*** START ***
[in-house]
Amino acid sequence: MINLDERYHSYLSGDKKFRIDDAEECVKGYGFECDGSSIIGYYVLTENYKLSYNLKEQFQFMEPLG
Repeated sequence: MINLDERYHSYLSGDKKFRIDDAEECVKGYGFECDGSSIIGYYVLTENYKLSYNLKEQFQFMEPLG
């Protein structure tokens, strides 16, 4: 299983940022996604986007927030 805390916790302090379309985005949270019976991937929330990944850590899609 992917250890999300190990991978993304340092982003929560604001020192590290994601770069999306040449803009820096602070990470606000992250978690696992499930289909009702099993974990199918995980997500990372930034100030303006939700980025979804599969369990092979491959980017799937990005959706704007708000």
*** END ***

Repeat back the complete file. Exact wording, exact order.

[in-house]
Amino acid sequence: MINLDERYHSYLSGDKKFRIDDAEECVKGYGFECDGSSIIGYYVLTENYKLSYNLKEQFQFMEPLG
Repeated sequence: MINLDERYHSYLSGDKKFRIDDAEECVKGYGFECDGSSIIGYYVLTENYKLSYNLKEQFQFMEPLG
């Protein structure tokens, strides 16, 4: 299983940022996604986007927030 805390916790302090379309985005949270019976991937929330990944850590899609 992917250890999300190990991978993304340092982003929560604001020192590290994601770069999306040449803009820096602070990470606000992250978690696992499930289909009702099993974990199918995980997500990372930034100030303006939700980025979804599969369990092979491959980017799937990005959706704007708000």